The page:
by Sarah Marten
Katharine Reedy works as a Learning and Teaching Librarian in the Academic and Student Services department at the Open University, based in Milton Keynes, Buckinghamshire. The Open University is well-known as the UK’s leading provider of distance learning courses in Higher Education. The courses keep pace with the latest technologies and teaching methods and make use of a variety of formats including CDs, DVDs, podcasts, as well as online resources and web 2.0 tools.
What does your job involve?
My main role is to work with course teams to help our students access the best possible sources of information during their studies with the Open University (OU). This is done in close collaboration with the OU academic and administrative staff responsible for producing OU courses. It can involve writing information-based activities using Library online information sources, providing advice on information skills and resources to go into course materials, and liaising with technical and media colleagues to develop course websites.
I work with the Faculty of Arts, which includes subjects such as History, English Literature, Art History and Music. Many of our courses are now delivered online, and all courses have a website in the Virtual Learning Environment (VLE). My work is all about helping students to develop their skills in finding and using OU online resources, which in turn enables them to become independent learners. I have a key part to play within the OU in supporting teaching and learning.
How do you help the students to become independent learners?
Until fairly recently students taking OU courses would receive everything they needed ready packaged “in the box”! With the advent of the internet and online learning this has changed dramatically. In collaboration with colleagues I aim to teach students the skills they will need to make the best use of all the available online resources, so that they can find, evaluate and use the information that exists for their subject.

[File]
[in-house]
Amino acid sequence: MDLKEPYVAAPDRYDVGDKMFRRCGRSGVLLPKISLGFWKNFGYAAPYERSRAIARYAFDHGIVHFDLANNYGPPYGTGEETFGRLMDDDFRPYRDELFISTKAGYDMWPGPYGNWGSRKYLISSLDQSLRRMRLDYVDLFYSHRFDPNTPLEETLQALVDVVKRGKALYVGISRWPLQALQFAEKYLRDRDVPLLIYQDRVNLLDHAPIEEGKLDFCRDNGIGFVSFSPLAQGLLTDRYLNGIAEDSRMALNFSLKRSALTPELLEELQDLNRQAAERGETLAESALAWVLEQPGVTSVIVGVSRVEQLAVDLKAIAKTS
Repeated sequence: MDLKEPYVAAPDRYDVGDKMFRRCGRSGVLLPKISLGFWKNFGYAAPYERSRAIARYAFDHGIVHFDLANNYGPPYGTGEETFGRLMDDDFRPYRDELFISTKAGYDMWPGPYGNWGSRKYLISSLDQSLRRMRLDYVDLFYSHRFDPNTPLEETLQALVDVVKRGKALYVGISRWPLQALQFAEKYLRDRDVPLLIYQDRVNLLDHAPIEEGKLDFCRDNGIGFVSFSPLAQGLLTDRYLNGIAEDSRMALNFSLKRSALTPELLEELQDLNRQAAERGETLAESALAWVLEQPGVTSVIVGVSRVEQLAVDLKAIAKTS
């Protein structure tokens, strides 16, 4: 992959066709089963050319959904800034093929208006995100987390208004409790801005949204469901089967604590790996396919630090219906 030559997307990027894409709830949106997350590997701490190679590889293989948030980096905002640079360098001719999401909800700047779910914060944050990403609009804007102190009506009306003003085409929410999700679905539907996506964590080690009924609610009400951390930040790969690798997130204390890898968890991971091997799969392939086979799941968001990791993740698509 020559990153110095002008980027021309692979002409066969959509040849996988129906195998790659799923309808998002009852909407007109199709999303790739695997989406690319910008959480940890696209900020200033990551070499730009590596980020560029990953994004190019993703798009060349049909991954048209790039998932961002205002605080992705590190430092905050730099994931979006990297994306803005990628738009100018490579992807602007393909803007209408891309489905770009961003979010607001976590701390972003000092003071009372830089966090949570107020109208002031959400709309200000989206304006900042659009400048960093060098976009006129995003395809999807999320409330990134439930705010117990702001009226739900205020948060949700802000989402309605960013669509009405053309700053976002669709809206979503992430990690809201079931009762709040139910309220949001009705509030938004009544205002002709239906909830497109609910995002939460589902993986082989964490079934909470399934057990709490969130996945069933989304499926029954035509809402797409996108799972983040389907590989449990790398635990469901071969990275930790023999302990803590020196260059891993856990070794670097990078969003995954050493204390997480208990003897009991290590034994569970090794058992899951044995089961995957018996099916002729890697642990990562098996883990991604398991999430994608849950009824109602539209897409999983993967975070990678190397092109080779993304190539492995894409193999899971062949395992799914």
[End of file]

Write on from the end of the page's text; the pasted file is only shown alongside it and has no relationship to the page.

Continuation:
What contact do you have with students?
We do not usually see students face-to-face. Contact is either via the telephone, via email or using live web chat. I also contribute to some of the online discussion forums for particular courses. Each week I spend a couple of hours working on the OU library helpdesk where we take student enquiries, for example, on how to start researching information on a subject or tracking down a particular journal article or book. Sometimes I might need to do some research myself before answering their question. We use an OU-wide system for recording enquiries, which allows us to see what other contact students and tutors have had with the university.
Sometimes students cannot access OU Library online resources because of technical reasons. We help to diagnose problems where students bring these to our attention, perhaps when a link is not working or the full text of a journal we subscribe to is proving inaccessible. If I cannot solve the problem myself, I pass it on to specialist colleagues for rectification. OU students and tutors are based all over the UK, so we advise them about other university libraries they can use near to their homes.
What else do you do?
From time to time I deliver training sessions to tutors and students face to face. We are now also using an online web conferencing system to offer more training opportunities and this is proving popular. It means people can participate in training sessions using their PC at home or at work, without having to travel.
I contribute to the development and maintenance of the OU Library website, and am a member of the website editorial board. I have also presented papers about the OU Library’s work at a number of conferences, for example the Librarians Information Literacy Annual Conference (LILAC). Attending conferences is a good way of keeping my skills and professional awareness up-to-date.
At present I am working together with other colleagues to look at student satisfaction, as part of our response to the National Student Survey. This includes evaluating our work, gathering feedback and ultimately making improvements to what we do.
Who do you work with?
Within my team there are the equivalent of four full-time library staff and one library assistant, all reporting directly to the team leader. There are four similar teams encompassing all the OU faculties and we work alongside one another in a large open-plan office. There is a good atmosphere, and we all share ideas and support one another.
What are your working hours and how does this affect your work-life balance?
I work three days a week on a part-time basis, for a total of 22.5 hours. This involves working two days from 9am-5pm and two mornings from 9am to 1 or 2 pm. These hours enable me to balance my job with family responsibilities and other interests such as further study and playing the violin in an orchestra.